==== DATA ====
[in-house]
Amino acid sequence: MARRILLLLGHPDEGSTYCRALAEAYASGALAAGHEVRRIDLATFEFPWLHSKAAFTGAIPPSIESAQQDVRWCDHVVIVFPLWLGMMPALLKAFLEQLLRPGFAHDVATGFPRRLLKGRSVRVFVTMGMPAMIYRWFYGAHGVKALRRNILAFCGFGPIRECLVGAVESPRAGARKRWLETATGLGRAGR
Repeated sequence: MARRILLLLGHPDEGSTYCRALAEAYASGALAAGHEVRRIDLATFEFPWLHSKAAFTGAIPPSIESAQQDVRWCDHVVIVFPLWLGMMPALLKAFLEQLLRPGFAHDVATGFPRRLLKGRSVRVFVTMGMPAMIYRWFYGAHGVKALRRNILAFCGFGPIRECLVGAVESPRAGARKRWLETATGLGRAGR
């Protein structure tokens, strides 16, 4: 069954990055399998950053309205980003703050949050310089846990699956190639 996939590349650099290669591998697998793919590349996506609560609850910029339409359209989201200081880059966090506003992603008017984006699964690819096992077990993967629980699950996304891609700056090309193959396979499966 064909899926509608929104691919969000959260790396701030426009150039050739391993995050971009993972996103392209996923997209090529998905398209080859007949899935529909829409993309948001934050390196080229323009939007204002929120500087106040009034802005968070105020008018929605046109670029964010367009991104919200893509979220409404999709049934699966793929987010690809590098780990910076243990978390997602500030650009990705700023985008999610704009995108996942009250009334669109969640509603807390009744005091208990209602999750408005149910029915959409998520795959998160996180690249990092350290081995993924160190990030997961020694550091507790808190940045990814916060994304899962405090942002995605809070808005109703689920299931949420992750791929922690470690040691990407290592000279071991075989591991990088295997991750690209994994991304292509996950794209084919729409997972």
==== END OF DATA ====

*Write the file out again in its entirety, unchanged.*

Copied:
[in-house]
Amino acid sequence: MARRILLLLGHPDEGSTYCRALAEAYASGALAAGHEVRRIDLATFEFPWLHSKAAFTGAIPPSIESAQQDVRWCDHVVIVFPLWLGMMPALLKAFLEQLLRPGFAHDVATGFPRRLLKGRSVRVFVTMGMPAMIYRWFYGAHGVKALRRNILAFCGFGPIRECLVGAVESPRAGARKRWLETATGLGRAGR
Repeated sequence: MARRILLLLGHPDEGSTYCRALAEAYASGALAAGHEVRRIDLATFEFPWLHSKAAFTGAIPPSIESAQQDVRWCDHVVIVFPLWLGMMPALLKAFLEQLLRPGFAHDVATGFPRRLLKGRSVRVFVTMGMPAMIYRWFYGAHGVKALRRNILAFCGFGPIRECLVGAVESPRAGARKRWLETATGLGRAGR
């Protein structure tokens, strides 16, 4: 069954990055399998950053309205980003703050949050310089846990699956190639 996939590349650099290669591998697998793919590349996506609560609850910029339409359209989201200081880059966090506003992603008017984006699964690819096992077990993967629980699950996304891609700056090309193959396979499966 064909899926509608929104691919969000959260790396701030426009150039050739391993995050971009993972996103392209996923997209090529998905398209080859007949899935529909829409993309948001934050390196080229323009939007204002929120500087106040009034802005968070105020008018929605046109670029964010367009991104919200893509979220409404999709049934699966793929987010690809590098780990910076243990978390997602500030650009990705700023985008999610704009995108996942009250009334669109969640509603807390009744005091208990209602999750408005149910029915959409998520795959998160996180690249990092350290081995993924160190990030997961020694550091507790808190940045990814916060994304899962405090942002995605809070808005109703689920299931949420992750791929922690470690040691990407290592000279071991075989591991990088295997991750690209994994991304292509996950794209084919729409997972």